The Las Vegas Culinary Union continues to have roughly 2,000 members working at three casino resorts without active employment contracts.
Contracts expired at 34 Las Vegas casinos on June 1, a deadline that threatened to wreak havoc on the city’s gaming industry should the union have directed a strike. But MGM Resorts and Caesars Entertainment, which accounted for 18 of the properties in question, came to new five-year terms with the powerful organization just days after the cutoff.
The union has since reached contracts with 13 additional casinos, but the Strip’s Treasure Island and downtown’s Golden Gate and The D resorts remain under negotiation.
The Culinary Union represents cooks and kitchen employees, bartenders, waitstaff, bellmen, porters, and housekeepers. The union says it has some 50,000 members in Las Vegas.
Ahead of the June 1 contract expirations, the Culinary Union said it wanted a four percent wage and benefits increase. With all benefits included, union members on average were paid $23 per hour under the previous terms.
Union officials additionally sought better workplace protections to combat sexual harassment. A survey found that 59 percent of the group’s cocktail servers and 27 percent of housekeepers said they had been sexually harassed while on the job.
Finally, the union wanted guarantees from casino executives that they would reject technological innovations that lead to reduced jobs.
The union hasn’t publicly stated the terms that it’s reached with the various casinos, saying only, “We always have one standard for our contracts, and we are going to negotiate that one standard with other properties.”
The most recent to come to union terms is the Margaritaville casino at the Flamingo.
The Culinary Union has planned a march in downtown Las Vegas for Thursday, September 27th at 5 pm PST. Members will walk down Fremont Street from the Golden Gate to The D to raise awareness that the two casinos remain free of an active union contract.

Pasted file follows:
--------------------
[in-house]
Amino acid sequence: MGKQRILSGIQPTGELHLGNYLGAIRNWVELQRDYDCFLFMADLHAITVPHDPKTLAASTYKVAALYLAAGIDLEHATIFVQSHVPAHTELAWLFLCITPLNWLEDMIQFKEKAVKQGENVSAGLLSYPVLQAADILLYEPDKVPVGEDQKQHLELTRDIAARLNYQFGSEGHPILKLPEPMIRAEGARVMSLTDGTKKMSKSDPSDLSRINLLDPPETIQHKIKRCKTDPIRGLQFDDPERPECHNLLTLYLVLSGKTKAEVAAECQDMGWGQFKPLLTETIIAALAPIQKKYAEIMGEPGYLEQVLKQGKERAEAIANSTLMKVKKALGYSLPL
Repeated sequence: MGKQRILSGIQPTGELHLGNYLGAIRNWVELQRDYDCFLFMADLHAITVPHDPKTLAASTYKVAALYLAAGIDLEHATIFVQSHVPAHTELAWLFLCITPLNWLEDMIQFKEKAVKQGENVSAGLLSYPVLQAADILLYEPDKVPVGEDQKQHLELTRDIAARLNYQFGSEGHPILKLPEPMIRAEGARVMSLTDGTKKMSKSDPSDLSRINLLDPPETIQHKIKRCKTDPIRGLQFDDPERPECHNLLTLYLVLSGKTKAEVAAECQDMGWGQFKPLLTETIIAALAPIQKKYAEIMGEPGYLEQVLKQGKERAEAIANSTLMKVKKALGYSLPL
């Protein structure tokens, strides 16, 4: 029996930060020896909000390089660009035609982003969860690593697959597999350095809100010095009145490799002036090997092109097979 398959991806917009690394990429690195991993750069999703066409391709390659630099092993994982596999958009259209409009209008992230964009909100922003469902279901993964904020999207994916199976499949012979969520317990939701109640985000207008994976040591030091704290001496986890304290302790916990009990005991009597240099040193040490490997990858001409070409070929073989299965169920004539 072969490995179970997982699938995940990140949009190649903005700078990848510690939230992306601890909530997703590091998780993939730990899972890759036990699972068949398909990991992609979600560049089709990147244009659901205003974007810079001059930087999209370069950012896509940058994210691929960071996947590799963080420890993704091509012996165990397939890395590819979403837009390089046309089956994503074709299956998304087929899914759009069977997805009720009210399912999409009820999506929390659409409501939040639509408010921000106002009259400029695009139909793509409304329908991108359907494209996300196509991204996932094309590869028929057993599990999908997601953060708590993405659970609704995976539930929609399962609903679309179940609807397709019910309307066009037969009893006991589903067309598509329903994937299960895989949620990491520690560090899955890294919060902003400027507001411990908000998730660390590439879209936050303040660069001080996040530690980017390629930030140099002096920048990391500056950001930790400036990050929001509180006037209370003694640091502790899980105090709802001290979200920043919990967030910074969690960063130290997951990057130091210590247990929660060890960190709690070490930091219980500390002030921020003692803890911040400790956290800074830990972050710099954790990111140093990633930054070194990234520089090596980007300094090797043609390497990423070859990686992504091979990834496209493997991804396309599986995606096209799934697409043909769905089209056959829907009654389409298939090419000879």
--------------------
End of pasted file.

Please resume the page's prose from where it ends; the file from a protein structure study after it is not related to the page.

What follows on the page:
The D Targeted
The D has been heavily criticized by the union for allegedly failing to curb sexual misconduct by not just guests, but also employees. A former dancing bartender told the Nevada Gaming Control Board (NGCB) earlier this month that she was harassed by a manager for nearly a year.
The female employee recounted being touched inappropriately by a male superior who rubbed her shoulders and hair, and grabbed her lower waist. She said after alerting other management and The D human resources, she was accused of perhaps eliciting the harassment. She was later suspended twice for undisclosed reasons before being terminated.
In response, the NGCB recommended to the Nevada Gaming Commission that casinos be required to use a 16-point checklist to make sure their policies to prevent sexual harassment are sufficient. If enacted, licensees would be required to distribute to employees an easy-to-understand description of examples of prohibited conduct. Casinos would also need to implement a reporting system for those who believe they’ve experienced or observed sexual misconduct.
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